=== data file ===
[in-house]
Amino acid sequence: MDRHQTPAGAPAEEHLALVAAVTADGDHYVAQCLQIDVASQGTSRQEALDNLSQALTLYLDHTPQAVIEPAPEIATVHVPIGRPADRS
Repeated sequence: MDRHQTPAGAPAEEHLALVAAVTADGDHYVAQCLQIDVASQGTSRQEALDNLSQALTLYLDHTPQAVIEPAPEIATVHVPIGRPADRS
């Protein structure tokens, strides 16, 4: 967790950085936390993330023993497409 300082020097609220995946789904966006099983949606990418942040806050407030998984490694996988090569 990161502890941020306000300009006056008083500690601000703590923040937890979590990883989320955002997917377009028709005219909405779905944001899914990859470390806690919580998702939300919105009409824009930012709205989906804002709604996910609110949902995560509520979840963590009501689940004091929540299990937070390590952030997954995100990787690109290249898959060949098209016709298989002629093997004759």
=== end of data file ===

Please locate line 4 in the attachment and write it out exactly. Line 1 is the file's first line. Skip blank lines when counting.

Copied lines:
């Protein structure tokens, strides 16, 4: 967790950085936390993330023993497409 300082020097609220995946789904966006099983949606990418942040806050407030998984490694996988090569 990161502890941020306000300009006056008083500690601000703590923040937890979590990883989320955002997917377009028709005219909405779905944001899914990859470390806690919580998702939300919105009409824009930012709205989906804002709604996910609110949902995560509520979840963590009501689940004091929540299990937070390590952030997954995100990787690109290249898959060949098209016709298989002629093997004759």